Sources we quoted put that at around £400,000, including legal fees, and explained it would be that high because of the way the change of Guernsey’s top civil servant was handled.
Now, not only has P&R admitted it has no replacement lined up, it has no process in place to find one either. This is disturbing news for taxpayers and Mr Whitfield. An OBE for services to this community followed by being bundled out of the door for… well, what, exactly?
An interim CEO is in place for the next six months but with no plan of his own, no strategy, public finances in ribbons, a dog of an education system about to be voted through and a massively important restructuring of the public sector – including job losses and possible redundancies – to be steered to completion.
Triggering this situation does not smack of decisive political leadership. It looks, at best, hasty and ill-considered – unless we are to believe that Mr Whitfield’s performance from receiving his award to being ejected last month deteriorated to such an extent there was no solution other than terminating his contract. This seems unlikely.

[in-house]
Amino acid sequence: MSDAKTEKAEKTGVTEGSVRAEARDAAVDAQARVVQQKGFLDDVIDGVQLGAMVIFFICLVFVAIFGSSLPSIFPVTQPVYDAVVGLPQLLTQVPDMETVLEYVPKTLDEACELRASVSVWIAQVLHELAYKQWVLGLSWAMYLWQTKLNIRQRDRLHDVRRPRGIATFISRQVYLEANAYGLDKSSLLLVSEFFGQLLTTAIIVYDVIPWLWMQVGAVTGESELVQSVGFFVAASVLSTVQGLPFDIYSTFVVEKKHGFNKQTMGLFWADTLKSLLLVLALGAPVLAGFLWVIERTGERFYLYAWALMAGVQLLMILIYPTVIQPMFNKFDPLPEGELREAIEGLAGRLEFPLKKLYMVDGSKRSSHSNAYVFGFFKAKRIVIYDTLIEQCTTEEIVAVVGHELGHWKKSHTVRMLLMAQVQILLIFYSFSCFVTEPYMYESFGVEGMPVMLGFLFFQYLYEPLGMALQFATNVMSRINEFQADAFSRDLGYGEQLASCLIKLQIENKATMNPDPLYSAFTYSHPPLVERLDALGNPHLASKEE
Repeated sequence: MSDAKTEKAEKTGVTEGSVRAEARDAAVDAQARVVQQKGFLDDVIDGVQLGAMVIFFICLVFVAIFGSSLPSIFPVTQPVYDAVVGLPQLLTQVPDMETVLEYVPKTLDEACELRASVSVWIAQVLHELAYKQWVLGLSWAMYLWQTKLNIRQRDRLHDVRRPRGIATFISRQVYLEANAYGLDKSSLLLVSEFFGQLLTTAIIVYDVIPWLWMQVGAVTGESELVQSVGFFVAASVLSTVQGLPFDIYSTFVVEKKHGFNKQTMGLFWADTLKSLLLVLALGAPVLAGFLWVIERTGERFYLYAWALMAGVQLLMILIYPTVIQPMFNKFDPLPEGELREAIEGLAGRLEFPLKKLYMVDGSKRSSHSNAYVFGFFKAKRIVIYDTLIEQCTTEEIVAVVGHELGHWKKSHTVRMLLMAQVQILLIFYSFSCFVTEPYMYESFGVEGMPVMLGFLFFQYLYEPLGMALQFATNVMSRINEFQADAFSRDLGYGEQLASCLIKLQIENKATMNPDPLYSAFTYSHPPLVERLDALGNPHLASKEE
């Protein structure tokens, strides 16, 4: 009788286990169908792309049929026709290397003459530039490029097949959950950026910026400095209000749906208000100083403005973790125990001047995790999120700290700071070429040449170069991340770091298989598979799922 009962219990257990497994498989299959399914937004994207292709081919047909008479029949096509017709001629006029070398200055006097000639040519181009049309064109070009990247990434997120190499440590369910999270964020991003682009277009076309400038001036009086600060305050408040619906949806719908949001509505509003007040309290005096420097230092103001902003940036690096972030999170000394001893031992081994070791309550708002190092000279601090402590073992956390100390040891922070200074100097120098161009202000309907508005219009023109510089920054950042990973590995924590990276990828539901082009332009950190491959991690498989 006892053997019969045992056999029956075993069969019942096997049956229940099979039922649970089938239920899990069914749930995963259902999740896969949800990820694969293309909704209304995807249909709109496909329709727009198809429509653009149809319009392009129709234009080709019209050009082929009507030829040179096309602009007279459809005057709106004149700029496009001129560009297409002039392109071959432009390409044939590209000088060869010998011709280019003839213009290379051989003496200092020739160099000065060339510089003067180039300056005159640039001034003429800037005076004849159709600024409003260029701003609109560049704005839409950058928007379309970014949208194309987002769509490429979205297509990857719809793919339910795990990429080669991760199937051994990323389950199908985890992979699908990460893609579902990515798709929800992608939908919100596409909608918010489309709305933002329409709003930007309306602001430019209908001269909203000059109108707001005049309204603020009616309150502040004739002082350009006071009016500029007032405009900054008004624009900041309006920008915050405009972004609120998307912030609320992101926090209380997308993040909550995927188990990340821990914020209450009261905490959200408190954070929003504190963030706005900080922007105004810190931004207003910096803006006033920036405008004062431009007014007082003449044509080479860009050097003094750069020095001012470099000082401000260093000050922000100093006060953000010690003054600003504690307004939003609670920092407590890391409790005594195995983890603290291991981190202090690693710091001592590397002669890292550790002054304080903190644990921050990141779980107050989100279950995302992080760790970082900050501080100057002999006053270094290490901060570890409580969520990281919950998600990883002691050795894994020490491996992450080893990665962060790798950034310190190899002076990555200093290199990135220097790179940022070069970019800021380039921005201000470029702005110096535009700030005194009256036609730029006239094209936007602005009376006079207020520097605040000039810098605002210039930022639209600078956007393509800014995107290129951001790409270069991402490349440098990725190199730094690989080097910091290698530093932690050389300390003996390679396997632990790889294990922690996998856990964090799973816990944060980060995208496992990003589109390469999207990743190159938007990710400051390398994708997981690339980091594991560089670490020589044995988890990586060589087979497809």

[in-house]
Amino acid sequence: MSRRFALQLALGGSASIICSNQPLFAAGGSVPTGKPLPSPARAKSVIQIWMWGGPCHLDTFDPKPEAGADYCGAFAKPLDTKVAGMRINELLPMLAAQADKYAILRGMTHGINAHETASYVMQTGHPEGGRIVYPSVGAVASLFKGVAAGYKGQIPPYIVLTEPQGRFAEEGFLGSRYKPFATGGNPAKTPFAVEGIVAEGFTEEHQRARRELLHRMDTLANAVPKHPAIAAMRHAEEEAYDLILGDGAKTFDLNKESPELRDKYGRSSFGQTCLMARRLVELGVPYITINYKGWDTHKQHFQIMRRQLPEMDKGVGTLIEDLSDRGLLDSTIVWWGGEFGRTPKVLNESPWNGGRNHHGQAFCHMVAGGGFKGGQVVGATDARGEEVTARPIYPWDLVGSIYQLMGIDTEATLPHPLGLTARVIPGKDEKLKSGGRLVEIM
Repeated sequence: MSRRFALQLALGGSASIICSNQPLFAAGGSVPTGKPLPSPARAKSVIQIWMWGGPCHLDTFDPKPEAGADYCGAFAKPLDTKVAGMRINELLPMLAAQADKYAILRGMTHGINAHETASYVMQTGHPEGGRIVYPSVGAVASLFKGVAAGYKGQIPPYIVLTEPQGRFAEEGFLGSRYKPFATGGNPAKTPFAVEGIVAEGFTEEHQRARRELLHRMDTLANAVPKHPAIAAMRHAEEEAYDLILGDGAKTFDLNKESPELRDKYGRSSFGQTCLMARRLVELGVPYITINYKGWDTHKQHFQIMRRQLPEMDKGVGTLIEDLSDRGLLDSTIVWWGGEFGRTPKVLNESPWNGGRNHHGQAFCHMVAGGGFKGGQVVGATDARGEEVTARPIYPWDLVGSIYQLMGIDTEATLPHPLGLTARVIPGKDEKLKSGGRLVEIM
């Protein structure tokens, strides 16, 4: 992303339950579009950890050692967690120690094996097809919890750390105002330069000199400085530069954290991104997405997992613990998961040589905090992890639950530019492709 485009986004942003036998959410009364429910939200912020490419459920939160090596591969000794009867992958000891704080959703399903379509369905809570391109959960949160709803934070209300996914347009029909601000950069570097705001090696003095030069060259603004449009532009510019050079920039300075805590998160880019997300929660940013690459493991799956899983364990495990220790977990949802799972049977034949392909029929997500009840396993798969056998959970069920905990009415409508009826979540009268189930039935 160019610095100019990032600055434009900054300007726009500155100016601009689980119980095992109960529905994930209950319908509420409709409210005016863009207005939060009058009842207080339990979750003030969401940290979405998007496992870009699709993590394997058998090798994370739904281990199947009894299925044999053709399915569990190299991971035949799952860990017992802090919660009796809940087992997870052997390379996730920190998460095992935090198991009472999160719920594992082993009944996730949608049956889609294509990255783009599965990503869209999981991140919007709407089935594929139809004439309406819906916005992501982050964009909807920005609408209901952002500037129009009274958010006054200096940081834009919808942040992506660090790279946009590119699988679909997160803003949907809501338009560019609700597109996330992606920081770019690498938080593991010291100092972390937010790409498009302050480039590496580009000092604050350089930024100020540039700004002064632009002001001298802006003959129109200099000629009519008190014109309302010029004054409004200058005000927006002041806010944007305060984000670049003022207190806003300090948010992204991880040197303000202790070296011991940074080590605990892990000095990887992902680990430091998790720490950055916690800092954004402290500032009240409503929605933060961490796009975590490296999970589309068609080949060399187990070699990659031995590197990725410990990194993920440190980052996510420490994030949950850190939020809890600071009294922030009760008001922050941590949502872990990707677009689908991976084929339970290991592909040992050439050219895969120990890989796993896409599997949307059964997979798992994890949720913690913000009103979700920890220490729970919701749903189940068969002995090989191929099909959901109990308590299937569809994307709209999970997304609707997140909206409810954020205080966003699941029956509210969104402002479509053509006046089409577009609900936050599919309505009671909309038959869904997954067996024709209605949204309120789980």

More worryingly, P&R’s own statement confirms how badly it has handled this situation. ‘The committee intends to give careful consideration over the next few months to determine the detail of what is required from the role…’ it said. In other words, sack first, think later.
More disturbing is this: ‘This is a pivotal position and the committee must ensure the job description and interview process meet expectations.’ That’s code for Law Officers and civil service advisers uniting to prevent a candidate being parachuted in and ensuring proper processes are followed. Jersey, for example, is eyeing up the head of Belfast City Hall to replace its own bulleted CEO.
So however islanders view this, serious questions remain about CEOgate.